- By Thomas E. RicksThomas E. Ricks covered the U.S. military from 1991 to 2008 for the Wall Street Journal and then the Washington Post. He can be reached at firstname.lastname@example.org.
A friend sent along the text of a speech given earlier this month in London by Col. Patrick Sanders, the last British commander in “palace” in downtown Basra, that contains these four interesting nuggets:
- Iranians seemed to be directly involved in fighting there in the late summer of 2007. “[T]owards the end of our time in the Palace we received multiple reports of IDF [indirect fire — I would guess mortar] teams speaking in Farsi.” Also, in one attack, “we subsequently discovered evidence linking this…to Hizbollah.”
- The British presence in Basra was extraordinarily tenuous, especially because of the number of bombs placed along major routes. “[A]ny operation in the city entrailed a lengthy, bloody and attritional break-in battle. …effectively a deliberate minefield breaching operation under direct and indirect fire.”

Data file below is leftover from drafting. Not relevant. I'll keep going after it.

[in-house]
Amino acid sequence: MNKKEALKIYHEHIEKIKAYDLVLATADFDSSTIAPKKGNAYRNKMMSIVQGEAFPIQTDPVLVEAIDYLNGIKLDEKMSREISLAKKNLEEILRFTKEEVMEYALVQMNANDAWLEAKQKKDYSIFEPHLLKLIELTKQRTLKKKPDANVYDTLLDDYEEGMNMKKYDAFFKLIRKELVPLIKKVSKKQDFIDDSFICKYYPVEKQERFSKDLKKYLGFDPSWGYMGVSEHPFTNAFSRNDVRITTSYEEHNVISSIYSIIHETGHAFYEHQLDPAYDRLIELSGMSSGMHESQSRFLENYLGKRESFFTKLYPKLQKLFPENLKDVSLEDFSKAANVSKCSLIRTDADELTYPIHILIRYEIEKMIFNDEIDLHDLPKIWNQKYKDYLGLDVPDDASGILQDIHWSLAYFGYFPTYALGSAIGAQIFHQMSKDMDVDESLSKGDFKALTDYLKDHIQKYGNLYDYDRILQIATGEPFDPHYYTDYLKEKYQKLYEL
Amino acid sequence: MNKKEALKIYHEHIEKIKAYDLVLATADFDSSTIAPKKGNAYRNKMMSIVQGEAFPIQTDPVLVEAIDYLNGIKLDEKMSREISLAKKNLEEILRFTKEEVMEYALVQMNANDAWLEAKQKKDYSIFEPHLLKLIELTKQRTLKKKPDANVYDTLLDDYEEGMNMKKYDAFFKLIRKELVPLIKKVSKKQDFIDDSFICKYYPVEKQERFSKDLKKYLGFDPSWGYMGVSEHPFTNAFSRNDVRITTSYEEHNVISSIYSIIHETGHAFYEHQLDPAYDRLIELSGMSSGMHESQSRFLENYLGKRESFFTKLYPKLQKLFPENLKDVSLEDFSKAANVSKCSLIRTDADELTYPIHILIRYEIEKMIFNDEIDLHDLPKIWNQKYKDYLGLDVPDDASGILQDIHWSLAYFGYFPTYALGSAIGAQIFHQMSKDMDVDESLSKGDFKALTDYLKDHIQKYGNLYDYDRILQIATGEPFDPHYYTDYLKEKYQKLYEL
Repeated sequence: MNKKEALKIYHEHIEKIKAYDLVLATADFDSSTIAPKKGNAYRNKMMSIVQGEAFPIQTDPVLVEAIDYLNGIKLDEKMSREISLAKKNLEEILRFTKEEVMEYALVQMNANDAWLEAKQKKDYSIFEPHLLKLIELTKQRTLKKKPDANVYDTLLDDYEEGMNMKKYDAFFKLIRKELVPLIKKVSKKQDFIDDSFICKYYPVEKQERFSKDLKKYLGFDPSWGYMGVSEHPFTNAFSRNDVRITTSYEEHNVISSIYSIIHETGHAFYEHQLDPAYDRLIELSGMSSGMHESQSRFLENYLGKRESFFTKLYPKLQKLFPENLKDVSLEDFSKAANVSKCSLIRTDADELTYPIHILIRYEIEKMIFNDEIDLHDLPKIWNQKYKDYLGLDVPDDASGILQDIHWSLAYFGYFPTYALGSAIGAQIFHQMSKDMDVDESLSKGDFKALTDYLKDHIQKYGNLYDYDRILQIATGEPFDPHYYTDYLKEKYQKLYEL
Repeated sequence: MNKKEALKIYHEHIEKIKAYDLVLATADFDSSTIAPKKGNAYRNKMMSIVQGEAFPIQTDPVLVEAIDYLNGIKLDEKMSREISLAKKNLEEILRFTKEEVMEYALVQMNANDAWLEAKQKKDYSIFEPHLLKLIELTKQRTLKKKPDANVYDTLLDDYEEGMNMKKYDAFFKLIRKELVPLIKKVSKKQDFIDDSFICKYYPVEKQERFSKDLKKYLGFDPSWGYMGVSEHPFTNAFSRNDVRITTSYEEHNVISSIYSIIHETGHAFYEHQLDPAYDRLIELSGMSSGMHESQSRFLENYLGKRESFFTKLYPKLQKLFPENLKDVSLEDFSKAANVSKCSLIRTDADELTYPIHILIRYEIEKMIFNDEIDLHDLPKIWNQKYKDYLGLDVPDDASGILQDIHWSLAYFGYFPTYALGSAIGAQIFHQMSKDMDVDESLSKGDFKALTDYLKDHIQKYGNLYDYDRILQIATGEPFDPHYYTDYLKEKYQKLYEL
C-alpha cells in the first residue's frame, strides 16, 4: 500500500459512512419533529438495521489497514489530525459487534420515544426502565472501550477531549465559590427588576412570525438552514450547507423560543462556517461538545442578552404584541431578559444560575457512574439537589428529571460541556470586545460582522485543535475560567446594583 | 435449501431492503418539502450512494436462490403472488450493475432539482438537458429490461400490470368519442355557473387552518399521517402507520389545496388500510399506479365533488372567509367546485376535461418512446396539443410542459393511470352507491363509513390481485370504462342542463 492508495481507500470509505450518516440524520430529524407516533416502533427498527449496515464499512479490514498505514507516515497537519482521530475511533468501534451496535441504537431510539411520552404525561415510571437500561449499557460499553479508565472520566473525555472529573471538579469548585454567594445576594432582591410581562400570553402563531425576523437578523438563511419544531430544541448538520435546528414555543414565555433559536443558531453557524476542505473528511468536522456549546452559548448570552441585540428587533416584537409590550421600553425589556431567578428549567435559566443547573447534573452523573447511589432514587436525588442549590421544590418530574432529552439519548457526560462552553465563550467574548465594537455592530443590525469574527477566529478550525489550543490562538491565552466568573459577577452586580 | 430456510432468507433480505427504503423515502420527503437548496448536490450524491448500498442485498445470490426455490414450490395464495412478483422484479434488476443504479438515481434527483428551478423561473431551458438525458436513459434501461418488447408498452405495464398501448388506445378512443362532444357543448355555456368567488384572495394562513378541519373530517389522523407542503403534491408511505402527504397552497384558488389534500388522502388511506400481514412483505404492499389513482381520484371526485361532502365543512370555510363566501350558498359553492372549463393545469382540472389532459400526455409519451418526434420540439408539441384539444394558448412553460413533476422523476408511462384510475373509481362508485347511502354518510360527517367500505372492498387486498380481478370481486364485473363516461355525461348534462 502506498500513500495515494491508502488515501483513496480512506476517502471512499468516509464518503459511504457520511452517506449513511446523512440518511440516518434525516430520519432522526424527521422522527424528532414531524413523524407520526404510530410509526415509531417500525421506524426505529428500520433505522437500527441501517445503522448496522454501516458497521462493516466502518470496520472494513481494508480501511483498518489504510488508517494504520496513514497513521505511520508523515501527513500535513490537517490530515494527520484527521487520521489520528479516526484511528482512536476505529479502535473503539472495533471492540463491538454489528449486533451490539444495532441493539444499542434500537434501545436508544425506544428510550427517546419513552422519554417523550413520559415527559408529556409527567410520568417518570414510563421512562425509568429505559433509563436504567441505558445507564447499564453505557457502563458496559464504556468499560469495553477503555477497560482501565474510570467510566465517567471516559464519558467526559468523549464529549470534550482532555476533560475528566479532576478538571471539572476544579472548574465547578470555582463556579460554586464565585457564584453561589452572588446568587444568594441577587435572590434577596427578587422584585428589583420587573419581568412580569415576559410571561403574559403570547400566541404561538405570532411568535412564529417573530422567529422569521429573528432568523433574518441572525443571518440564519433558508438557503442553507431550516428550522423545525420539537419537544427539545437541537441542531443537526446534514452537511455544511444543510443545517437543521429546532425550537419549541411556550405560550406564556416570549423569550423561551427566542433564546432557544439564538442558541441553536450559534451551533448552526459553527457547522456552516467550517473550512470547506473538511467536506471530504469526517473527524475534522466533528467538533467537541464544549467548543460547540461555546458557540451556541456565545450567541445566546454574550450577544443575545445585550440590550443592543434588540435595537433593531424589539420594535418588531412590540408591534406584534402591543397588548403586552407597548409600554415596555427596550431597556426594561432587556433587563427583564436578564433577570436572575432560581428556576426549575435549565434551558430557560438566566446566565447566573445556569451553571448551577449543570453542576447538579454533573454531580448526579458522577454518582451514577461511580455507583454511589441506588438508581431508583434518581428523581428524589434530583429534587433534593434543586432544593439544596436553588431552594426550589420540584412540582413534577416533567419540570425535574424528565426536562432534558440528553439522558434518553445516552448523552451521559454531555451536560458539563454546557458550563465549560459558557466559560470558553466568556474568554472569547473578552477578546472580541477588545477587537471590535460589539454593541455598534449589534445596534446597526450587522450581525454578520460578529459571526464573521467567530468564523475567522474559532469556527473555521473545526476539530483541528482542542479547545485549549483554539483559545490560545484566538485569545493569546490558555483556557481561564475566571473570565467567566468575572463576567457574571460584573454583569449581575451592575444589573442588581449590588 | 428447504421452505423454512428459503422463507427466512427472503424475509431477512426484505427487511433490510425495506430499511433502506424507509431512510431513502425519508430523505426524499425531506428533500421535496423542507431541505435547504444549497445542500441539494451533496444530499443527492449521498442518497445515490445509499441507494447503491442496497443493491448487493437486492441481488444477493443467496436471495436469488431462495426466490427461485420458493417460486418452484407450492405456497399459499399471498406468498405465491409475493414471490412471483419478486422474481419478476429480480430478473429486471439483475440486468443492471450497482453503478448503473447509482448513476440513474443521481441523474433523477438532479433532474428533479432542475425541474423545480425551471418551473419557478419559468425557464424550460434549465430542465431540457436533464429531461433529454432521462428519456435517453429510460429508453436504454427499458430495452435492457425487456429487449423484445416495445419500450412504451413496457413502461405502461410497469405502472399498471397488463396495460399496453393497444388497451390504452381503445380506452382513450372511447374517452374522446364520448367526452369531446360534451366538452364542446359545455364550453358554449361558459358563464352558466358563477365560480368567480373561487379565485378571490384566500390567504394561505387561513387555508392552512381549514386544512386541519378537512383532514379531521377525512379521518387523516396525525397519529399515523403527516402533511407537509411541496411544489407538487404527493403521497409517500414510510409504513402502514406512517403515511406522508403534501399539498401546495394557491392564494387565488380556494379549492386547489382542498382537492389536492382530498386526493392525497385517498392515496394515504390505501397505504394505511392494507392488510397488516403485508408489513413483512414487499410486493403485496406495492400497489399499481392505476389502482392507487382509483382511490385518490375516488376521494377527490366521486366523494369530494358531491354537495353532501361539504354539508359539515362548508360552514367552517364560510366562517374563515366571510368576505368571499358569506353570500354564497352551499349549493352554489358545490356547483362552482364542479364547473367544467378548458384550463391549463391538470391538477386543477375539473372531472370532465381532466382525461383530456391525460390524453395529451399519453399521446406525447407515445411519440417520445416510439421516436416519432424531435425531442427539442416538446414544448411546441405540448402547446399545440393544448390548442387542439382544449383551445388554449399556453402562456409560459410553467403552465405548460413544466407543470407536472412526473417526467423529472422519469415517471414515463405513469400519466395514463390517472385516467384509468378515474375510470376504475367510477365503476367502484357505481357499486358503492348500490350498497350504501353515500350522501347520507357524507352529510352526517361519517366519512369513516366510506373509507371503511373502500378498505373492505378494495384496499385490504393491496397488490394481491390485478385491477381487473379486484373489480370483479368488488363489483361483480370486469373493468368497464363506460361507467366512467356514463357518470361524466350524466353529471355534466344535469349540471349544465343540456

- Sanders offers an endorsement of alcohol that likely would get him charged in the U.S. military. “I found it had a very important role to play in easing grief and helping people unwind. And I found a glass of whisky at the end of an operation helped me unwind. We should not be too prudish about the small vices: drinking and smoking — they can be great comforts in times of danger.” (That said, I am amazed at the amount of trouble alcohol causes for commanders in the U.S. military.)
- But his thoughts on leadership reminded me of the bright, argumentative team Gen. Petraeus assembled in Baghdad early in 2007. “[D]o not fall into the trap of surrounding yourself with yes-men. These decisions should be hard-surround yourself with difficult, awkward men whose judgement and integrity your trust and who will stand up to you, but who will also support you when you make your decision.”
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